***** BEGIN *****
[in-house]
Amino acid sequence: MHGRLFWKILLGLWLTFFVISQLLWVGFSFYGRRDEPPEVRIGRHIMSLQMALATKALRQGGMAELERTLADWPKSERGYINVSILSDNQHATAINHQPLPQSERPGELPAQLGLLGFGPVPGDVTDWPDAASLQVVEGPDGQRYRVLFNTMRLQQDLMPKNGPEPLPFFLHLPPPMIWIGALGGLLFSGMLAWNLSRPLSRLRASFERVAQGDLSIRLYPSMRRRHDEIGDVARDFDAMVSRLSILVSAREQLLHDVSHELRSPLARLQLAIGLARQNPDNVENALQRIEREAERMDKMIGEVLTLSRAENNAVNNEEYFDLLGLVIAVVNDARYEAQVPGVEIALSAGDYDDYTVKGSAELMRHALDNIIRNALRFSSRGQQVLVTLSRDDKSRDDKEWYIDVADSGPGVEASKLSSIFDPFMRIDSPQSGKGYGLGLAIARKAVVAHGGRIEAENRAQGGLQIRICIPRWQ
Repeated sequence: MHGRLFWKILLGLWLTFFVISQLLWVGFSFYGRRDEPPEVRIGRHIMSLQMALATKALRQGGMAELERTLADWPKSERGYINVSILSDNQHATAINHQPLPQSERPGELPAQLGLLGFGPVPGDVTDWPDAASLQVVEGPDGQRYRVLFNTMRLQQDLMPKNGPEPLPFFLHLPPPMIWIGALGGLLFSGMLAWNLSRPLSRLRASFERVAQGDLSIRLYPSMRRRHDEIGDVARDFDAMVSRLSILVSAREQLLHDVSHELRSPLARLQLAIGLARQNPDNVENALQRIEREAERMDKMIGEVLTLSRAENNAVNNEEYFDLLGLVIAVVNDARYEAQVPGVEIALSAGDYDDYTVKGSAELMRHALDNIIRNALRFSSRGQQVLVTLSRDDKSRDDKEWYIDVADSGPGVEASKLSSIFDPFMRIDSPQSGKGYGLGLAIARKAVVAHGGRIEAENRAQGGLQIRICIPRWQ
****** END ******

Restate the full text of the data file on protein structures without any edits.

[in-house]
Amino acid sequence: MHGRLFWKILLGLWLTFFVISQLLWVGFSFYGRRDEPPEVRIGRHIMSLQMALATKALRQGGMAELERTLADWPKSERGYINVSILSDNQHATAINHQPLPQSERPGELPAQLGLLGFGPVPGDVTDWPDAASLQVVEGPDGQRYRVLFNTMRLQQDLMPKNGPEPLPFFLHLPPPMIWIGALGGLLFSGMLAWNLSRPLSRLRASFERVAQGDLSIRLYPSMRRRHDEIGDVARDFDAMVSRLSILVSAREQLLHDVSHELRSPLARLQLAIGLARQNPDNVENALQRIEREAERMDKMIGEVLTLSRAENNAVNNEEYFDLLGLVIAVVNDARYEAQVPGVEIALSAGDYDDYTVKGSAELMRHALDNIIRNALRFSSRGQQVLVTLSRDDKSRDDKEWYIDVADSGPGVEASKLSSIFDPFMRIDSPQSGKGYGLGLAIARKAVVAHGGRIEAENRAQGGLQIRICIPRWQ
Repeated sequence: MHGRLFWKILLGLWLTFFVISQLLWVGFSFYGRRDEPPEVRIGRHIMSLQMALATKALRQGGMAELERTLADWPKSERGYINVSILSDNQHATAINHQPLPQSERPGELPAQLGLLGFGPVPGDVTDWPDAASLQVVEGPDGQRYRVLFNTMRLQQDLMPKNGPEPLPFFLHLPPPMIWIGALGGLLFSGMLAWNLSRPLSRLRASFERVAQGDLSIRLYPSMRRRHDEIGDVARDFDAMVSRLSILVSAREQLLHDVSHELRSPLARLQLAIGLARQNPDNVENALQRIEREAERMDKMIGEVLTLSRAENNAVNNEEYFDLLGLVIAVVNDARYEAQVPGVEIALSAGDYDDYTVKGSAELMRHALDNIIRNALRFSSRGQQVLVTLSRDDKSRDDKEWYIDVADSGPGVEASKLSSIFDPFMRIDSPQSGKGYGLGLAIARKAVVAHGGRIEAENRAQGGLQIRICIPRWQ